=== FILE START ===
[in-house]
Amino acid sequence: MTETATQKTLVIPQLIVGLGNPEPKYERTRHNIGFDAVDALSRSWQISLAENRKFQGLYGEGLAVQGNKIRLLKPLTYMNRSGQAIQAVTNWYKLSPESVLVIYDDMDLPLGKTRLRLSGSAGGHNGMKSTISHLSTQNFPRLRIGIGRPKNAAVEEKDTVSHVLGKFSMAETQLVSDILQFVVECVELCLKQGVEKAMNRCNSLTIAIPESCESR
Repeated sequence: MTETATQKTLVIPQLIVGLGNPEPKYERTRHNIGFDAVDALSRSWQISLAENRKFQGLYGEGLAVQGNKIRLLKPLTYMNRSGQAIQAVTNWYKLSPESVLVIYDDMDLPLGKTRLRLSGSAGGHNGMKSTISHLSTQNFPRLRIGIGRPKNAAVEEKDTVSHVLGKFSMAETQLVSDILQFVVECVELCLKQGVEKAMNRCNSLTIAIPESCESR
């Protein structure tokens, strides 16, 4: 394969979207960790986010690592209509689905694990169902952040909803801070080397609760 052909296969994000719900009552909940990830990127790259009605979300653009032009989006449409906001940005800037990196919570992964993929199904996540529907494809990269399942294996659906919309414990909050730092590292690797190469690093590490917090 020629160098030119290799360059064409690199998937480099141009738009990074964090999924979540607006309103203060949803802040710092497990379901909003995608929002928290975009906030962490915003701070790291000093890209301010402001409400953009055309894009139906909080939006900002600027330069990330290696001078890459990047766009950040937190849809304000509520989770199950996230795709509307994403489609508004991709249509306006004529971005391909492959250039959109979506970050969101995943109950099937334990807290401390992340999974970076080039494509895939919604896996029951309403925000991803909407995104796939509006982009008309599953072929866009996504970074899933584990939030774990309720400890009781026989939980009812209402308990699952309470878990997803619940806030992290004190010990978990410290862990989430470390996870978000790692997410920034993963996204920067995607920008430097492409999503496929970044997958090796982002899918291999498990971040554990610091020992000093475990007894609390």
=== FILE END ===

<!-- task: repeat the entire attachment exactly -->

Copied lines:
[in-house]
Amino acid sequence: MTETATQKTLVIPQLIVGLGNPEPKYERTRHNIGFDAVDALSRSWQISLAENRKFQGLYGEGLAVQGNKIRLLKPLTYMNRSGQAIQAVTNWYKLSPESVLVIYDDMDLPLGKTRLRLSGSAGGHNGMKSTISHLSTQNFPRLRIGIGRPKNAAVEEKDTVSHVLGKFSMAETQLVSDILQFVVECVELCLKQGVEKAMNRCNSLTIAIPESCESR
Repeated sequence: MTETATQKTLVIPQLIVGLGNPEPKYERTRHNIGFDAVDALSRSWQISLAENRKFQGLYGEGLAVQGNKIRLLKPLTYMNRSGQAIQAVTNWYKLSPESVLVIYDDMDLPLGKTRLRLSGSAGGHNGMKSTISHLSTQNFPRLRIGIGRPKNAAVEEKDTVSHVLGKFSMAETQLVSDILQFVVECVELCLKQGVEKAMNRCNSLTIAIPESCESR
């Protein structure tokens, strides 16, 4: 394969979207960790986010690592209509689905694990169902952040909803801070080397609760 052909296969994000719900009552909940990830990127790259009605979300653009032009989006449409906001940005800037990196919570992964993929199904996540529907494809990269399942294996659906919309414990909050730092590292690797190469690093590490917090 020629160098030119290799360059064409690199998937480099141009738009990074964090999924979540607006309103203060949803802040710092497990379901909003995608929002928290975009906030962490915003701070790291000093890209301010402001409400953009055309894009139906909080939006900002600027330069990330290696001078890459990047766009950040937190849809304000509520989770199950996230795709509307994403489609508004991709249509306006004529971005391909492959250039959109979506970050969101995943109950099937334990807290401390992340999974970076080039494509895939919604896996029951309403925000991803909407995104796939509006982009008309599953072929866009996504970074899933584990939030774990309720400890009781026989939980009812209402308990699952309470878990997803619940806030992290004190010990978990410290862990989430470390996870978000790692997410920034993963996204920067995607920008430097492409999503496929970044997958090796982002899918291999498990971040554990610091020992000093475990007894609390």